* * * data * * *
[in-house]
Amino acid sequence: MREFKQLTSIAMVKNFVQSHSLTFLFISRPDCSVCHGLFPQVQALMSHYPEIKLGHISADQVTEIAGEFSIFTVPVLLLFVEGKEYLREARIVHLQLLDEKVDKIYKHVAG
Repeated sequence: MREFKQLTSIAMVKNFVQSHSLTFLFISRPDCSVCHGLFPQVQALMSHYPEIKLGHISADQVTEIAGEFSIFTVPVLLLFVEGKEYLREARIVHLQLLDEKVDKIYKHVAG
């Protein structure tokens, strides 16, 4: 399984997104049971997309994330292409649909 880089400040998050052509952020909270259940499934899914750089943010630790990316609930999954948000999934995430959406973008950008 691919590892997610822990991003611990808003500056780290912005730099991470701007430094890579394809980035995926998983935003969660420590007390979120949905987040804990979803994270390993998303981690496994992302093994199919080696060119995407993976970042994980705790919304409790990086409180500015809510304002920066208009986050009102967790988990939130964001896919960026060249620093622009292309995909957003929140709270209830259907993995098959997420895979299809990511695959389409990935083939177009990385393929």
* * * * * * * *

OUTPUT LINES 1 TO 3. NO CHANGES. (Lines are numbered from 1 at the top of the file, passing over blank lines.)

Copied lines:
[in-house]
Amino acid sequence: MREFKQLTSIAMVKNFVQSHSLTFLFISRPDCSVCHGLFPQVQALMSHYPEIKLGHISADQVTEIAGEFSIFTVPVLLLFVEGKEYLREARIVHLQLLDEKVDKIYKHVAG
Repeated sequence: MREFKQLTSIAMVKNFVQSHSLTFLFISRPDCSVCHGLFPQVQALMSHYPEIKLGHISADQVTEIAGEFSIFTVPVLLLFVEGKEYLREARIVHLQLLDEKVDKIYKHVAG